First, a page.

Scene Stealers 2021
The most important character in 'Midnight Mass' changed a TV trope forever
“I still think I could maybe move the world that one millimeter.”
Small towns in television are often so comforting. The cozy charms and kooky residents of Stars Hollow (Gilmore Girls), Schitt’s Creek (Schitt’s Creek), and Mayberry (The Andy Griffith Show) cemented small towns as the ideal place to live for generations of audiences.
But remote Crockett Island, seen in Netflix’s Midnight Mass, isn't like those other towns. Its residents are anything but kooky, and its sheriff exists to make you rethink who actually gets to be the good guy. Enter: Rahul Kohli as Sheriff Ali Hassan.
In “Acts of the Apostles,” the sixth episode of Netflix’s horror-drama from creator Mike Flanagan, Dr. Sarah Gunning (Annabeth Gish) brings her valid concerns about the congregation of St. Patrick’s — and its strange new priest, Father Paul (Hamish Linklater) — to Sheriff Hassan. It’s then that Hassan opens up about the thorny politics of being Muslim in America, as a cop after 9/11, as a man in a Catholic village, and as a widower and father trying desperately to hold onto his faith.
Hassan presents a complex web of identities and paradoxical images. He’s the face of law enforcement, but he looks like what many in America would see a threat.
SCENE STEALERS is a countdown that salutes the unforgettable small-screen characters of the year. Sheriff Hassan is #1.
This is a role Rahul Kohli built his career towards. After appearing in comedies like iZombie and Harley Quinn, Kohli’s profile took off as pun-loving chef Owen in Flanagan’s previous Netflix series, The Haunting of Bly Manor. In interviews for Bly, Kohli alluded to Midnight Mass as “one of the best things” he’s ever read. Kohli didn’t take the job lightly. He dove into an intense process involving ride-alongs with the LAPD, studying Arabic, and researching Muslim philosophy. He gave Hassan the last name el-Shabbaz to honor Malcolm X.
Who is Sheriff Hassan?
- Best Quote: “I still think I could maybe move the world that one millimeter.”
- Known For: His facial hair, “dad” stance, double denim
- The Scene-Stealing Episode: “Book VI: Acts of the Apostles” (Midnight Mass)
- Super Power: Laying down the Law
- Their Scientific Element: Iron. Durable, but mostly in collaboration with others. Strong connections to blood, incredibly common but rarely so pure.
- Walk-up Song: Per the man himself, “A Fistful of Dollars - Titles” by Ennio Morricone
I’ve had the pleasure of speaking with Kohli three times now, and each time I felt completely at ease. Kohli radiates genuine love for the characters he inhabits and the stories he tells through them. He has an enviable work-life balance that’s rare for an actor in a post-quarantine world. A glimpse of his Twitter and Instagram reveal an undying love of self-deprecating shitposting, trolling, and reverence for his beloved Liverpool Football Club and Star Wars.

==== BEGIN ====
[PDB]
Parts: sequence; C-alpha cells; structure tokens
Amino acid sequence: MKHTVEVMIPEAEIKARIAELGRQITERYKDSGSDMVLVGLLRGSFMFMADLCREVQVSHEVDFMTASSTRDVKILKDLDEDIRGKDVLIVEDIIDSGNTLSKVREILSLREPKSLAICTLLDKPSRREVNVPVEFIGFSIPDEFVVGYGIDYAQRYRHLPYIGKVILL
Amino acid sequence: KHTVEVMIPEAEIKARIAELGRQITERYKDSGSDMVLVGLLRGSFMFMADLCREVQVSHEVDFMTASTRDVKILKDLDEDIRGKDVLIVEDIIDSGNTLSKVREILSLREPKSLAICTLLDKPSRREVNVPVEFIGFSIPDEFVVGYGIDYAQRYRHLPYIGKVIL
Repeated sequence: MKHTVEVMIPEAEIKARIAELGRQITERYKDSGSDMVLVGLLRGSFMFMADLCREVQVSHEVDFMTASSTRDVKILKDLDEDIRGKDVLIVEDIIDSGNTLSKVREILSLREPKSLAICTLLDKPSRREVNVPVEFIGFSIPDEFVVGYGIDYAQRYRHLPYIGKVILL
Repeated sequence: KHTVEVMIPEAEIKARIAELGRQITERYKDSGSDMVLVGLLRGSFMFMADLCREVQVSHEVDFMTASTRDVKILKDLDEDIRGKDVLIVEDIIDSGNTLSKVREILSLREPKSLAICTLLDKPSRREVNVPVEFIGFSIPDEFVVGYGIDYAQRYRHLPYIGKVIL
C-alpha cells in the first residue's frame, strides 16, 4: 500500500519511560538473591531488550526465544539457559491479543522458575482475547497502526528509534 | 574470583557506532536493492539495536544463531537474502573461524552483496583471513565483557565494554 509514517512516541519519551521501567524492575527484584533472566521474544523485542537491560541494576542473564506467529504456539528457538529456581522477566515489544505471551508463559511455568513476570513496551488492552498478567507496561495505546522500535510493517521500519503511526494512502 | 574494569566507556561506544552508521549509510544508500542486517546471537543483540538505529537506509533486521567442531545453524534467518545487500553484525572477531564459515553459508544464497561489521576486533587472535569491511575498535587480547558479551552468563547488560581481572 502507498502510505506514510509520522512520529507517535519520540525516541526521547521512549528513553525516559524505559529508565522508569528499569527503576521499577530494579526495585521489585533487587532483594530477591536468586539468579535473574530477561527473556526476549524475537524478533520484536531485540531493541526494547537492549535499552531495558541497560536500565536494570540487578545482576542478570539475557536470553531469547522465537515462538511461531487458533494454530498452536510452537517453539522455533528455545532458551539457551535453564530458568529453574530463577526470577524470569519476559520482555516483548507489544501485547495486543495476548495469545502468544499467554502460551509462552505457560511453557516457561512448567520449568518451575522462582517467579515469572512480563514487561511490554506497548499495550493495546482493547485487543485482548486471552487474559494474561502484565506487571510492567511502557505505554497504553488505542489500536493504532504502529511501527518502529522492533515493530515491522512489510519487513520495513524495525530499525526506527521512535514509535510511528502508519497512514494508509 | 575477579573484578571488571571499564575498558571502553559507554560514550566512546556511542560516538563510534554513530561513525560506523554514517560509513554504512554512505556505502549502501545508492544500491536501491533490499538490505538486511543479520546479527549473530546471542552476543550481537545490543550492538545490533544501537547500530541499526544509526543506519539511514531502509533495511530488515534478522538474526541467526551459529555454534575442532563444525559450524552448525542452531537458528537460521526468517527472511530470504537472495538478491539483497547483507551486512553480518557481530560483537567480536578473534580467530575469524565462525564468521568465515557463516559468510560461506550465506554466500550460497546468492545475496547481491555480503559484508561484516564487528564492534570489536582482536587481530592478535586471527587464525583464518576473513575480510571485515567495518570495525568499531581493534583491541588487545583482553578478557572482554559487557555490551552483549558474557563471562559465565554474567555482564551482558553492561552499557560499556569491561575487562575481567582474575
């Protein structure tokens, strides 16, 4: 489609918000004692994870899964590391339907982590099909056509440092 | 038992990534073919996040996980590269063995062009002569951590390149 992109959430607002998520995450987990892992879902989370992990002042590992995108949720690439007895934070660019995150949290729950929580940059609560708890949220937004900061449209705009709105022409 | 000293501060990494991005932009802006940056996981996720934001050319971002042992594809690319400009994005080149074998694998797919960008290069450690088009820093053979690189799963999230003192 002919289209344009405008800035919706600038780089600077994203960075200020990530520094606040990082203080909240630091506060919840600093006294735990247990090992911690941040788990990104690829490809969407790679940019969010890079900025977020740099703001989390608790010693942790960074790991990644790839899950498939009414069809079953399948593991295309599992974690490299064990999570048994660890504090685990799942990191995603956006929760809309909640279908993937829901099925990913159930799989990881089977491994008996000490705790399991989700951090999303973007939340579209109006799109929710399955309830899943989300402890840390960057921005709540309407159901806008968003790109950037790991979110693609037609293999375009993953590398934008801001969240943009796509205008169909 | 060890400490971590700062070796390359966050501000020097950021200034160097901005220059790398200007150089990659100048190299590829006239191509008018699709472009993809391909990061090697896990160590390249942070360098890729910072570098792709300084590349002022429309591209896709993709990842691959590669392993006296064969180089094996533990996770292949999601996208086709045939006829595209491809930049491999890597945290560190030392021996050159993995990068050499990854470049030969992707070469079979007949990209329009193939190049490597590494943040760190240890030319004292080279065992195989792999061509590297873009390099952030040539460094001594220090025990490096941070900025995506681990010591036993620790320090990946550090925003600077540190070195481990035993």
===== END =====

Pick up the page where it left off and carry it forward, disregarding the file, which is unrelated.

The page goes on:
This openness goes both ways. Just as Kohli is open to his fandoms, his fandom is open to him. It’s clear he pulls from their love of his work, collecting fan art and conversing with followers, even if it’s to put them in their place for being disrespectful. He makes it clear he hears every perspective of his audience, which then informs his performance.
All of this illustrates the platonic ideal for an actor. He commits to roles seriously to truthfully relate to them. But his natural openness as a person fosters empathetic performances, allowing viewers a welcome invitation into his soul. With a role so carefully guarded as Sheriff Hassan, it’s unthinkable to imagine anyone else threading the needle between nuance, vulnerability, and tenuous self-censorship.
Kohli knows he had a rare opportunity with Hassan. “The thing I love most about [Hassan] is that Mike took the quintessential American hero on screen, the sheriff, the John Wayne [archetype], and fused it with the post-9/11, quintessential American villain,” Kohli told Inverse in September. “[The] brown bearded dude. That’s the sheriff.”
Mike Flanagan is known for having characters spend long stretches of time musing on a specific topic. Hassan gets two such scenes to steal the show. In one, he retreads his past efforts to work against the systemic racism in the NYPD. The other, he exchanges words with zealous church leader Bev Keane (Samantha Sloyan) in a futile attempt to enlighten her about the role of Jesus in Islam. In challenging Bev over her Bible readings in school, Hassan insists he doesn’t have a problem with the Bible. He has a problem that she’s doing it in a public school.
“Exists to prove how one can be a person of faith sans evangelization or moral superiority”
At its core, Midnight Mass is a show haunted by Catholicism from a Catholic creator. Hassan plays a critical role in the bigger picture. He’s one of its few non-Catholics and exists to prove how one can be a person of faith sans evangelization or moral superiority. He only wants the world around him to be the best it can. In a town as devout as Crockett Island, it’s the Muslim man who shares more in common with Christ, while those who fall prey to Father Paul place belief above the well-being of their fellow man.
Sheriff Hassan exposes the elemental racism in small towns to the harsh light of the surface. Midnight Mass isn’t a cozy little place you find elsewhere on TV, and that’s a good thing. Having honest, uncomfortable conversations, and listening to each other, is our only hope in making those small towns of our television dreams closer to reality.
Midnight Mass is streaming now on Netflix.